Based on Fritschy (2014) findings, the Ottomans and the Spanish political processes for empire building were similar. Despite the fact that the Ottomans were Muslim, and the Spanish were Christian, they both had a state recognized religion that was overseen by the government. The Spanish were ruled by the Christian monarchy which implemented a convert or die mentality. The main objective of the Spanish was to convert all people who had different religious views to Christianity or force them to depart the country. The Ottomans had a complete Islamic government made up of the Janissary-class. Ottoman leaders were responsible for training young boys in Islamic doctrine so that they could grow to be political leaders in future. Both of these empires used religion to create a strong and powerful government (Fritschy, 2014).

The Ottomans and the Spanish had diverse techniques regarding their economic approaches for empire building. According to Atcil (2010) the Ottomans made more profits from the merchant traders who visited their empire. They also came up with structures along the trade routes such as stop over spots, and they tax those who used their services. This allowed them to create a consistent source of income. The Spanish, on the other hand, made slaves of native people and exploited the new lands resources. Spain benefited enormously from these resources, and this contributed to more expansion of their territories. The bottom line is the Ottomans decided to build their empire through entrepreneurship while the Spanish chose to build their empire by exploitation and force (Atcil, 2010).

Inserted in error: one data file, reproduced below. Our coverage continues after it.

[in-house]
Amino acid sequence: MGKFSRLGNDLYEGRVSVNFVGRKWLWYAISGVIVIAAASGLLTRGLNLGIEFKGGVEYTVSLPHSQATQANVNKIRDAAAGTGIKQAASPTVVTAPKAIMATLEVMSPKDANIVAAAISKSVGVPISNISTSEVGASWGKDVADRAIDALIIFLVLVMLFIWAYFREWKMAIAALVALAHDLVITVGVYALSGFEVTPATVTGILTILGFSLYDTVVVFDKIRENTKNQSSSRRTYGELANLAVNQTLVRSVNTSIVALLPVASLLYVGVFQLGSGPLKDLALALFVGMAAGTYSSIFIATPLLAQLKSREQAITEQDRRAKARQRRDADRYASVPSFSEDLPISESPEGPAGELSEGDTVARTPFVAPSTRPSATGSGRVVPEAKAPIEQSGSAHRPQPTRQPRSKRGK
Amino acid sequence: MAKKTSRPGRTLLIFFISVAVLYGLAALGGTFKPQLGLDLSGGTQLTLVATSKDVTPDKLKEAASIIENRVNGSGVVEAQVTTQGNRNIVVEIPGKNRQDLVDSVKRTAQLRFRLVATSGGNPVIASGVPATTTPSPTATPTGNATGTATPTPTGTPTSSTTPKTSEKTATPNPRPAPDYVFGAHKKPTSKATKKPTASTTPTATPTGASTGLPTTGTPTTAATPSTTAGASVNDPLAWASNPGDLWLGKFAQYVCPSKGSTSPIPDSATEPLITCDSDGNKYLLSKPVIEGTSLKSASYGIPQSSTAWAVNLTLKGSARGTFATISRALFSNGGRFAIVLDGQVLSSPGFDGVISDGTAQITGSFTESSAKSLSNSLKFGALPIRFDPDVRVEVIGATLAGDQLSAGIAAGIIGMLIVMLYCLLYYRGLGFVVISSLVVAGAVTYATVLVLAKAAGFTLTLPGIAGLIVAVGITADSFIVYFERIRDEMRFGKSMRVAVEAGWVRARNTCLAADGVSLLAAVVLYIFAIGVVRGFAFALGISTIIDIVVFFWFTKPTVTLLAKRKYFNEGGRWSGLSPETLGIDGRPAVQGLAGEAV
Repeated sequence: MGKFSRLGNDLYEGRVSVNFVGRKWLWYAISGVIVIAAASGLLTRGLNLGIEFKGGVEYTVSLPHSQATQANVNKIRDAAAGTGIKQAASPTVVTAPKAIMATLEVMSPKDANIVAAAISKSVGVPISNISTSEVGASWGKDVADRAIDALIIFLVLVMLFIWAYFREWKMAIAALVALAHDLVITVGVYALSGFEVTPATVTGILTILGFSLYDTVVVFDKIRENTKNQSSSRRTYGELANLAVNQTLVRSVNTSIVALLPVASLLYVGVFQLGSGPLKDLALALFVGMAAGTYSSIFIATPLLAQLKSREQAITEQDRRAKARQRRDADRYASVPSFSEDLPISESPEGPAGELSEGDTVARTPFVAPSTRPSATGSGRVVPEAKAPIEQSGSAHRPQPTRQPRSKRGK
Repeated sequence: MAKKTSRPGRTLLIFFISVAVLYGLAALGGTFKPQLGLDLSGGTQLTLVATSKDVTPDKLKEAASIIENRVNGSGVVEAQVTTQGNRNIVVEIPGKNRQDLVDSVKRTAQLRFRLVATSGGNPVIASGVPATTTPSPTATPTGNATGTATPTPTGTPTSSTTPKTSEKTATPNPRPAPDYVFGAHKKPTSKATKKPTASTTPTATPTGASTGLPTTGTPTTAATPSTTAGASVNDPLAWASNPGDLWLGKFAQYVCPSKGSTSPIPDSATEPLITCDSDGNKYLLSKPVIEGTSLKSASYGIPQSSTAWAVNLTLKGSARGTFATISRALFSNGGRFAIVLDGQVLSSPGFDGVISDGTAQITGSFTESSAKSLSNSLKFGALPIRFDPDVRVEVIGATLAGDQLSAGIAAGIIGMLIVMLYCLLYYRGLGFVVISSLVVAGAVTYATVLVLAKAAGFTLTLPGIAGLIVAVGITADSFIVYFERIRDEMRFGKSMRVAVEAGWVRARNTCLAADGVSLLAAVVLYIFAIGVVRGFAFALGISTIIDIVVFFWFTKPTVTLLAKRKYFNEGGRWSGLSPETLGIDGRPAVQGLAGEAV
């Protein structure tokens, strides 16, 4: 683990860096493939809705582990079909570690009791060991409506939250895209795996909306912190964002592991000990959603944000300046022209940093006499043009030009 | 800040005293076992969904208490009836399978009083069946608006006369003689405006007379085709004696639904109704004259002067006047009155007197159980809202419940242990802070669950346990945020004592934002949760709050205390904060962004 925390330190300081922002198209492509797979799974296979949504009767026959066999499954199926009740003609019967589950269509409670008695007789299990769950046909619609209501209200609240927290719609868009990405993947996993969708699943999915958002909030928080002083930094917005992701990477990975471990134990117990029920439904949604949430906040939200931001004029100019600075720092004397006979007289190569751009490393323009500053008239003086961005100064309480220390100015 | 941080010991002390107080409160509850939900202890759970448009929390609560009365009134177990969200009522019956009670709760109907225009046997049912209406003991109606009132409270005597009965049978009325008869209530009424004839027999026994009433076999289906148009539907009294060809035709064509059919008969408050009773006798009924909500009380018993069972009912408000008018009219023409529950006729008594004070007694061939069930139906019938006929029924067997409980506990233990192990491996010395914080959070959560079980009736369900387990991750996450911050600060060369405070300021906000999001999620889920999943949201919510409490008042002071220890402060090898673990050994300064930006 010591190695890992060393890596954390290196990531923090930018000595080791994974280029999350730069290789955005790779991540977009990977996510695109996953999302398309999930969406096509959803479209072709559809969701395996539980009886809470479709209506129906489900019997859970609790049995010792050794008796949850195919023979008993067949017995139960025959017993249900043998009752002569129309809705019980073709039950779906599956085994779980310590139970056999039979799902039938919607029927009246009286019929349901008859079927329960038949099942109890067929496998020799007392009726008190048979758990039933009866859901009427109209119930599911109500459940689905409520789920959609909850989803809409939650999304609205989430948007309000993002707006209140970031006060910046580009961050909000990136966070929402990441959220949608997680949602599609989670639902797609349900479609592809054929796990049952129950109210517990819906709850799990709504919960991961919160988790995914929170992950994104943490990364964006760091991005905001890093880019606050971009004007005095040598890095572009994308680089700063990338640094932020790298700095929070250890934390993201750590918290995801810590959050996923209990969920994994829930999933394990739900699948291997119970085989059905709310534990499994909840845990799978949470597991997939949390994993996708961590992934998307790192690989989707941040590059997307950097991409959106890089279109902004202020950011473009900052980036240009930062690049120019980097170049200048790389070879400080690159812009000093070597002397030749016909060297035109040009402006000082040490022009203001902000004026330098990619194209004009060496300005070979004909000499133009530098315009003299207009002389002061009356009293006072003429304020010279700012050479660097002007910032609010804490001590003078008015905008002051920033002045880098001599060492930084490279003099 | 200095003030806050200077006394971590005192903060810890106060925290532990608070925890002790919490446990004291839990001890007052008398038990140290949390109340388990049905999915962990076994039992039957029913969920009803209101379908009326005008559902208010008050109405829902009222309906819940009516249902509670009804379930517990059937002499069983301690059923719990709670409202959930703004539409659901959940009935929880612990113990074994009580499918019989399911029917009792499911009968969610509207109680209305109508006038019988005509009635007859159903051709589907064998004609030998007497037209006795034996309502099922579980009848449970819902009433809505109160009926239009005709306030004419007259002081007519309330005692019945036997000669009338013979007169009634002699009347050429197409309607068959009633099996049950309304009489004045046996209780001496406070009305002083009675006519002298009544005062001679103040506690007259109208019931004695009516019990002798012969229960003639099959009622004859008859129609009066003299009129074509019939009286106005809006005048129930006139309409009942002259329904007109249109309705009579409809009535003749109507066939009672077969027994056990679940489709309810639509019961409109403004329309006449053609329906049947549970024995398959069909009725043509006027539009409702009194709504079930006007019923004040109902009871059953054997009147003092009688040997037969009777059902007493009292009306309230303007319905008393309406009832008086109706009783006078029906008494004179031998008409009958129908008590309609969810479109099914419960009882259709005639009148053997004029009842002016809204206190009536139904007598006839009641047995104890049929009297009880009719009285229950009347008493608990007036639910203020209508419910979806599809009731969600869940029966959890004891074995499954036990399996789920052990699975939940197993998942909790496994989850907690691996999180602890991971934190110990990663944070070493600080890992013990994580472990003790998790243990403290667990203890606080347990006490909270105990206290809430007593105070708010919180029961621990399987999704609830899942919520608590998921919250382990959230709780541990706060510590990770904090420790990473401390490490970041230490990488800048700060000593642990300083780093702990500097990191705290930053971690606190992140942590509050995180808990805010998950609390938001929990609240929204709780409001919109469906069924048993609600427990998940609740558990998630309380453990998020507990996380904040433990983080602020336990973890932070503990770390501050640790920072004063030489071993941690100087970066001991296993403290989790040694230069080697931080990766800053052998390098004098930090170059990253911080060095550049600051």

These empires were ruthless and wealthy. The Spanish relied on imports from their distant territories across the Atlantic. They imported huge quantities of food and silver to sustain their economy. Moreover, their leadership was based on a monarchy with few nobles under him. They completely opposed other religions, and this was evident when they fought Moors in Spain to transform it completely to be Christian. The Ottoman Empire was a land-based empire, and it covered most of the Middle East all the way to the Eastern Europe. Their prosperity was based on conquering new worlds and exploiting them for their benefit. Also, they were not open to too many external ideologies, and they were led by a religious leader called Sultan. Instead of killing those people with different religious views they made them join military or become janissaries. Socially, politically, and economically the Spanish and the Ottoman Empire were similar in several ways. They had similar governing systems but also different sets of beliefs and policies. The Spanish Empire dominated the sea and the overseas while the Ottoman Empire dominated the land.